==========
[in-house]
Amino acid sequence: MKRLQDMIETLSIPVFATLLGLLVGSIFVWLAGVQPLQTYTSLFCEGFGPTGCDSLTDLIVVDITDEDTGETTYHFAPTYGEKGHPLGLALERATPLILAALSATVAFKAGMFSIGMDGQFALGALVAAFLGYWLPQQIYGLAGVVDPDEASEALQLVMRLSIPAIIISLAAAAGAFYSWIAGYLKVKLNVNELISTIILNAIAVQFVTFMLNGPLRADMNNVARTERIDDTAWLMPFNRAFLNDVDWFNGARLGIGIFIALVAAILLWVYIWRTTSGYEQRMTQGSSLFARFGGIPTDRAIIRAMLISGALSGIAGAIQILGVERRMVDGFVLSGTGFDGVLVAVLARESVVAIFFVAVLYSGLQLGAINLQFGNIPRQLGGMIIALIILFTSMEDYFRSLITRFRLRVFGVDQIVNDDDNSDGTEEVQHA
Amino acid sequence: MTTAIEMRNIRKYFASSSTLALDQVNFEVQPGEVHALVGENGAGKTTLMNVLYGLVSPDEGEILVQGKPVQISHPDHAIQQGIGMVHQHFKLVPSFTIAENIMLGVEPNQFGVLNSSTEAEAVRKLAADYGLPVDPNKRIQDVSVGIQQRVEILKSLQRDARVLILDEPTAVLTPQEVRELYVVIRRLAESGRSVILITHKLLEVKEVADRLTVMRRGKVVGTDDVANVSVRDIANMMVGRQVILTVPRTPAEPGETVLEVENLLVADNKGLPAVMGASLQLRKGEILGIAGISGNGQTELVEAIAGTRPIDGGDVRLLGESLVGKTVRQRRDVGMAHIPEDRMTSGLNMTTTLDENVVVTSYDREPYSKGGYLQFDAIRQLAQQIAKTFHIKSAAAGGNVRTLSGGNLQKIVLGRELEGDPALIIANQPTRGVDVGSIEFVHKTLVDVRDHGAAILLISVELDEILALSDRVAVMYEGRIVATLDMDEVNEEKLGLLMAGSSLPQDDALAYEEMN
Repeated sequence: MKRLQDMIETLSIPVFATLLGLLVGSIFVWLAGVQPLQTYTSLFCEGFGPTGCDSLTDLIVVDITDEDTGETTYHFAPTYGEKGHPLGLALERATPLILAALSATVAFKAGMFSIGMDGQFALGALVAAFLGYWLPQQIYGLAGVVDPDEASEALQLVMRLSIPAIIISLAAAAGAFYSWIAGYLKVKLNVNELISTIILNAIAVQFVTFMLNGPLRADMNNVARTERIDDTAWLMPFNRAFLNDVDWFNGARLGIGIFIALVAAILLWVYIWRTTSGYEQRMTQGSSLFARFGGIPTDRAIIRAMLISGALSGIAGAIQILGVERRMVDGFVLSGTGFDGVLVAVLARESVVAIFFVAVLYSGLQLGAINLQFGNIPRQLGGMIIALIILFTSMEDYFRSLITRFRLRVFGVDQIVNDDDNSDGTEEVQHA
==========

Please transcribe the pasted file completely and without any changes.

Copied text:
[in-house]
Amino acid sequence: MKRLQDMIETLSIPVFATLLGLLVGSIFVWLAGVQPLQTYTSLFCEGFGPTGCDSLTDLIVVDITDEDTGETTYHFAPTYGEKGHPLGLALERATPLILAALSATVAFKAGMFSIGMDGQFALGALVAAFLGYWLPQQIYGLAGVVDPDEASEALQLVMRLSIPAIIISLAAAAGAFYSWIAGYLKVKLNVNELISTIILNAIAVQFVTFMLNGPLRADMNNVARTERIDDTAWLMPFNRAFLNDVDWFNGARLGIGIFIALVAAILLWVYIWRTTSGYEQRMTQGSSLFARFGGIPTDRAIIRAMLISGALSGIAGAIQILGVERRMVDGFVLSGTGFDGVLVAVLARESVVAIFFVAVLYSGLQLGAINLQFGNIPRQLGGMIIALIILFTSMEDYFRSLITRFRLRVFGVDQIVNDDDNSDGTEEVQHA
Amino acid sequence: MTTAIEMRNIRKYFASSSTLALDQVNFEVQPGEVHALVGENGAGKTTLMNVLYGLVSPDEGEILVQGKPVQISHPDHAIQQGIGMVHQHFKLVPSFTIAENIMLGVEPNQFGVLNSSTEAEAVRKLAADYGLPVDPNKRIQDVSVGIQQRVEILKSLQRDARVLILDEPTAVLTPQEVRELYVVIRRLAESGRSVILITHKLLEVKEVADRLTVMRRGKVVGTDDVANVSVRDIANMMVGRQVILTVPRTPAEPGETVLEVENLLVADNKGLPAVMGASLQLRKGEILGIAGISGNGQTELVEAIAGTRPIDGGDVRLLGESLVGKTVRQRRDVGMAHIPEDRMTSGLNMTTTLDENVVVTSYDREPYSKGGYLQFDAIRQLAQQIAKTFHIKSAAAGGNVRTLSGGNLQKIVLGRELEGDPALIIANQPTRGVDVGSIEFVHKTLVDVRDHGAAILLISVELDEILALSDRVAVMYEGRIVATLDMDEVNEEKLGLLMAGSSLPQDDALAYEEMN
Repeated sequence: MKRLQDMIETLSIPVFATLLGLLVGSIFVWLAGVQPLQTYTSLFCEGFGPTGCDSLTDLIVVDITDEDTGETTYHFAPTYGEKGHPLGLALERATPLILAALSATVAFKAGMFSIGMDGQFALGALVAAFLGYWLPQQIYGLAGVVDPDEASEALQLVMRLSIPAIIISLAAAAGAFYSWIAGYLKVKLNVNELISTIILNAIAVQFVTFMLNGPLRADMNNVARTERIDDTAWLMPFNRAFLNDVDWFNGARLGIGIFIALVAAILLWVYIWRTTSGYEQRMTQGSSLFARFGGIPTDRAIIRAMLISGALSGIAGAIQILGVERRMVDGFVLSGTGFDGVLVAVLARESVVAIFFVAVLYSGLQLGAINLQFGNIPRQLGGMIIALIILFTSMEDYFRSLITRFRLRVFGVDQIVNDDDNSDGTEEVQHA